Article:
License, Registration and Insurance

©7-2016 Matt Fitzgibbons,

squad-carAs a musician, for years I’ve been accustomed to being that one, crappy car coming down the road at 2:00 a.m. after a gig or recording session and the blue lights go off behind me. I ask myself, “What did I do?” Inevitably, the heart starts racing and in my mind, I run through the last few minutes to find the reason I am being pulled over. Sometimes I know, sometimes I don’t. Sometimes it’s justified, sometimes I feel it’s not. But I don’t have all of the facts. What I do know is that my own Utopian view of the world would include police officers because we need them. I know history. I know reality and I’ve encountered my share of criminals and police are needed to counter them.

As usual, I choose to exercise my Civil Rights with a concealed firearm on my person. I understand that nature and man put situations in our paths where we suddenly find ourselves prey. This has always been the case and will always be no matter how much we wish it weren’t so and it usually happens when we least expect it.  As a man of reason, I am not going to put my life, and those I love, in the hands of hope, against all statistics. I am prepared. Fortunately, I live in a time and place when the right to defend oneself with a firearm is the law.

bodyworn-policeWhen the police officer comes to my window, alone or accompanied by perhaps a nervous rookie, I roll down my window beforehand, leave my hands on the wheel, in plain view, greet him or her politely, and listen. I know the law. I know my rights. If I am arrested, I will have an attorney, be given due process and will have my time in court. Encounters with the police don’t instinctively make me angry. If I am requested to provide my license, insurance and registration, I inform them that I am legally carrying a licensed firearm even if I am not required to. I simply let them know and I keep my hands in plain view, on the wheel… far away from my weapon. My license and carry permit are in a connected, removable part of my wallet, but I do not take it out. I reach for nothing. I don’t complain, whine or accuse them of anything. And I do not use the word “gun”. My interaction is courteous, polite, respectful and sensitive to the fact that they have reason to be on edge and may have facts that I do not… even if the cop is being rude. In the vast majority of cases, they simply want to do their job and go home, just like I do. They invariably appreciate my willingness to cooperate, sometimes asking me to exit the vehicle, sometimes simply asking me to provide my information through the window. Whatever the case, I have generally diffused any tension with my respect and willingness to cooperate. It is not because of the color of my skin, the length of my hair or any other visible reason. It is simply because I don’t have an attitude and am not aggressive.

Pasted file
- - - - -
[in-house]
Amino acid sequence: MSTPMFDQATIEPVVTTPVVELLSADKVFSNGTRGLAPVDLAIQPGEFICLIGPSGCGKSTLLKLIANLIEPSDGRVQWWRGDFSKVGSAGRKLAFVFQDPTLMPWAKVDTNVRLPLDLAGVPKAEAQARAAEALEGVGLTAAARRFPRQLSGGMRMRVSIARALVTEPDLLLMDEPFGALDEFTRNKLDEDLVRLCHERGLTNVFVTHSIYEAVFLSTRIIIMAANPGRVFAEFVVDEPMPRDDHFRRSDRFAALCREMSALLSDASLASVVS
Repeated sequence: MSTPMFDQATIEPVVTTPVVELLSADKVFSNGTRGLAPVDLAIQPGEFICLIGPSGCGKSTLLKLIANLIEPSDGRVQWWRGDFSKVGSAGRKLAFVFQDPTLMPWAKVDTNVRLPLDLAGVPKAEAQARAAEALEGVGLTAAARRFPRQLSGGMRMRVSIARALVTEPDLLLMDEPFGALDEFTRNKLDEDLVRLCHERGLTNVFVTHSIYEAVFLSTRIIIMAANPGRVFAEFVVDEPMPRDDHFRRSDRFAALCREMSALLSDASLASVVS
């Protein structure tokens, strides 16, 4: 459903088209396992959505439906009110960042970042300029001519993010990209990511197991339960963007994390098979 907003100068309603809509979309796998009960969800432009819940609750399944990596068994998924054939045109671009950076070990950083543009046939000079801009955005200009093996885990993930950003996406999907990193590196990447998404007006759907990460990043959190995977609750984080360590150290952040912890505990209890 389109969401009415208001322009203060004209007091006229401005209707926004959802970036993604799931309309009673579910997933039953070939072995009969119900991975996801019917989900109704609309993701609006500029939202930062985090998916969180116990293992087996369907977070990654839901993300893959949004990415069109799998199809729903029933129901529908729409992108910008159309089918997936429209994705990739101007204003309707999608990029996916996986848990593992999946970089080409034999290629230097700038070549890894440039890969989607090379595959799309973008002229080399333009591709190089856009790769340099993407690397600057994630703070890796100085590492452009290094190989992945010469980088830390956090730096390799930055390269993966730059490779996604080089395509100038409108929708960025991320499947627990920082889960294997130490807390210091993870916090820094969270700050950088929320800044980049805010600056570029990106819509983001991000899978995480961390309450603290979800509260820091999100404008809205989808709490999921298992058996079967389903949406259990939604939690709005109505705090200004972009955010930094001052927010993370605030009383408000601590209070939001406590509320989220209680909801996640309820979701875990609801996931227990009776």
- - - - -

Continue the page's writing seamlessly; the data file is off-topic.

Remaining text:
Individuals who demonstrate anger in encounters with the police are playing a sort of negative lottery. The odds are stacked against them. Chances are they will lose right then and there.

arrestThose who act aggressively, especially when it comes to police encounters, are asking for trouble. Claims of discrimination for   simple police encounters demonstrate ignorance of the law. Are Black Americans more likely to have police encounters? Yes, which is all the more reason to act with civility and courtesy to help diffuse possible tension. If anyone has a gripe with government, they have the right to change it peacefully through any number of legal tools at their disposal. Voting out the political party that has dominated a troubled community for decades would be a good start. After all, the definition of insanity is doing something over and over again and expecting a different result. Encounters with the police are no exception.

-Matt Fitzgibbons,
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